There are seven principles of agile analysis that guide agile business analysis practitioners:

  • See the Whole
  • Think as a Customer
  • Analyze to Determine What is Valuable
  • Get Real Using Examples:
  • Understand What is Doable
  • Stimulate Collaboration and Continuous Improvement
  • Avoid Waste

For more information regarding these seven principles, see 2.6. Principles of Agile Business Analysis.

A key concept in the Agile Extension is planning horizons. A planning horizon represents a view of work within an organization with a level of granularity appropriate to the time frame being planned for and the nature of the feedback loops used. The Agile Extension defines three horizons: Strategy (see 4. Strategy Horizon), Initiative (see 5. Initiative Horizon), and Delivery (see 6. Delivery Horizon). This framework provides a model to describe agile business analysis. Individual practitioners and organizations may employ different terms, levels of granularity, and time frames based on the context of the organization and the work being done.

Each horizon uses different time spans and level of detail, and the Agile Extension explores agile business analysis techniques and practices used at each horizon to deliver business value. The specific time spans for each horizon differ from organization to organization but the concept of planning at multiple time horizons and different levels of granularity is central to agile business analysis.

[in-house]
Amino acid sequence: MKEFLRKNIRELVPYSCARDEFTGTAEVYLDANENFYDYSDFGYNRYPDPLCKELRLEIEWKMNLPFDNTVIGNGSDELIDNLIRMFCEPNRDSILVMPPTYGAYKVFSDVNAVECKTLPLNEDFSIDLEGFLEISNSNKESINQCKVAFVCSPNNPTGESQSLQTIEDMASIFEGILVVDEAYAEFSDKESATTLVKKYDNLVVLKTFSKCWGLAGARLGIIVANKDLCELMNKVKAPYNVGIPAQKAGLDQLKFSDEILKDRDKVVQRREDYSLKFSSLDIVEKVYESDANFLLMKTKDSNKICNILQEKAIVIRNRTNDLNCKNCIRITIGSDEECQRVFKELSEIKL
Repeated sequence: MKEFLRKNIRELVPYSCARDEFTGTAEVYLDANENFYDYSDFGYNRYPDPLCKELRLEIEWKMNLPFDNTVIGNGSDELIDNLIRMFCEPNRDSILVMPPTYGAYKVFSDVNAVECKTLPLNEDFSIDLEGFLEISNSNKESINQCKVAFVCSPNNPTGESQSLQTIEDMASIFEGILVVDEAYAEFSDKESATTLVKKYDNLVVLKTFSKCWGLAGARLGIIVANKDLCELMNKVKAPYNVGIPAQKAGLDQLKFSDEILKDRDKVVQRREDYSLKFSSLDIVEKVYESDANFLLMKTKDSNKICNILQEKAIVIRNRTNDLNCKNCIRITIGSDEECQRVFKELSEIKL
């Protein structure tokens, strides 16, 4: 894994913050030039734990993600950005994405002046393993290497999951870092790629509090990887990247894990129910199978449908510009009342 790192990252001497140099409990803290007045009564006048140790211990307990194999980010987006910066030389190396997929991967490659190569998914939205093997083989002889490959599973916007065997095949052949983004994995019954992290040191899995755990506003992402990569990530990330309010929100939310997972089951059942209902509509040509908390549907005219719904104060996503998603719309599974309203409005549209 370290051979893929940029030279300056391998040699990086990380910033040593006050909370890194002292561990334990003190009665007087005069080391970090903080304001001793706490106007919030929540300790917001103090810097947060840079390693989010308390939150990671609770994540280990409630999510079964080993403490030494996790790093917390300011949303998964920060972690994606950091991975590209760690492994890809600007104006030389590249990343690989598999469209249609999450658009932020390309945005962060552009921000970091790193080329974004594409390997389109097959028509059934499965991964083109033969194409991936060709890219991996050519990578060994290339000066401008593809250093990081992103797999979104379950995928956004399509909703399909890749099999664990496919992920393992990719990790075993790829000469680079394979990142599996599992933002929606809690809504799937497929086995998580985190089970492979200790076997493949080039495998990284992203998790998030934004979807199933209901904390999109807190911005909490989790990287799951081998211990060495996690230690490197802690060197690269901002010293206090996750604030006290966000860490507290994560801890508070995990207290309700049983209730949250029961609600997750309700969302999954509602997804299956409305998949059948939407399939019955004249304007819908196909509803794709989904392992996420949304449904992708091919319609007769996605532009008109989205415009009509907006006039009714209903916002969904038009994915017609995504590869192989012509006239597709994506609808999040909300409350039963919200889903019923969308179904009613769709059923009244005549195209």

The Strategy Horizon looks at all of the work being undertaken in an organization and is used to make decisions at the highest levels about what work should be funded, the approaches to be taken, the availability of skills and resources, and alignment with business goals. The level of granularity is about selecting which initiatives should be undertaken, how they will be funded, and how they will be monitored. Feedback is based on assessing how well business goals are being met.

The Initiative Horizon looks at the work needed to produce a single product, either for internal use in the organization or customer facing. Each initiative should have clear goals which help to achieve specific strategic outcomes. The level of granularity is related to the specific features the product will have and how these are divided into discrete pieces of business value. Feedback is based on customer or user interaction with the product and value delivered.

The Delivery Horizon is where work happens: implementation teams build discrete pieces of the product using iterative or adaptive and incremental techniques, working from a prioritized list based on business value as identified at the Initiative and Strategy Horizons.